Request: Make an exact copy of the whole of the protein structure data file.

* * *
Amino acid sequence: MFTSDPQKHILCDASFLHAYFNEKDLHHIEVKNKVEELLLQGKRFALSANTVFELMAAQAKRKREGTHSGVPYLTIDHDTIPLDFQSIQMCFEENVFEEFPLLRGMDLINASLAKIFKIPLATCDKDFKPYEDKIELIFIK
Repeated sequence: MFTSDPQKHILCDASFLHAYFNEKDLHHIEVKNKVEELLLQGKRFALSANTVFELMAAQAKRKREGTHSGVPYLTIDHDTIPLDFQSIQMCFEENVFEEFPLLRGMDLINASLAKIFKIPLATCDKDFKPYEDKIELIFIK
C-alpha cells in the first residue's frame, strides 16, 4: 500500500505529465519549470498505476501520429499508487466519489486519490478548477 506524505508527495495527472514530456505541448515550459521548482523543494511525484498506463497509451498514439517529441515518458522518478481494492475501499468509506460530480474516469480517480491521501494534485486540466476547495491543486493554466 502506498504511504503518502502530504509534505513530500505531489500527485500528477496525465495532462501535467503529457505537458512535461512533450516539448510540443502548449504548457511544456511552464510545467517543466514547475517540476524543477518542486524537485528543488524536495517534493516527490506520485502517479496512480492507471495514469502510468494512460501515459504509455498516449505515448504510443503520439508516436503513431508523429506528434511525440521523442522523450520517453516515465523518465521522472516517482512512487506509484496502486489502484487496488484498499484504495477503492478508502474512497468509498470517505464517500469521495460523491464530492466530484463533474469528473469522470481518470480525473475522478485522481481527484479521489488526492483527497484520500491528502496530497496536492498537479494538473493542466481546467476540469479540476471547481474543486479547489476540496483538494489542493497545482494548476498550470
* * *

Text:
Amino acid sequence: MFTSDPQKHILCDASFLHAYFNEKDLHHIEVKNKVEELLLQGKRFALSANTVFELMAAQAKRKREGTHSGVPYLTIDHDTIPLDFQSIQMCFEENVFEEFPLLRGMDLINASLAKIFKIPLATCDKDFKPYEDKIELIFIK
Repeated sequence: MFTSDPQKHILCDASFLHAYFNEKDLHHIEVKNKVEELLLQGKRFALSANTVFELMAAQAKRKREGTHSGVPYLTIDHDTIPLDFQSIQMCFEENVFEEFPLLRGMDLINASLAKIFKIPLATCDKDFKPYEDKIELIFIK
C-alpha cells in the first residue's frame, strides 16, 4: 500500500505529465519549470498505476501520429499508487466519489486519490478548477 506524505508527495495527472514530456505541448515550459521548482523543494511525484498506463497509451498514439517529441515518458522518478481494492475501499468509506460530480474516469480517480491521501494534485486540466476547495491543486493554466 502506498504511504503518502502530504509534505513530500505531489500527485500528477496525465495532462501535467503529457505537458512535461512533450516539448510540443502548449504548457511544456511552464510545467517543466514547475517540476524543477518542486524537485528543488524536495517534493516527490506520485502517479496512480492507471495514469502510468494512460501515459504509455498516449505515448504510443503520439508516436503513431508523429506528434511525440521523442522523450520517453516515465523518465521522472516517482512512487506509484496502486489502484487496488484498499484504495477503492478508502474512497468509498470517505464517500469521495460523491464530492466530484463533474469528473469522470481518470480525473475522478485522481481527484479521489488526492483527497484520500491528502496530497496536492498537479494538473493542466481546467476540469479540476471547481474543486479547489476540496483538494489542493497545482494548476498550470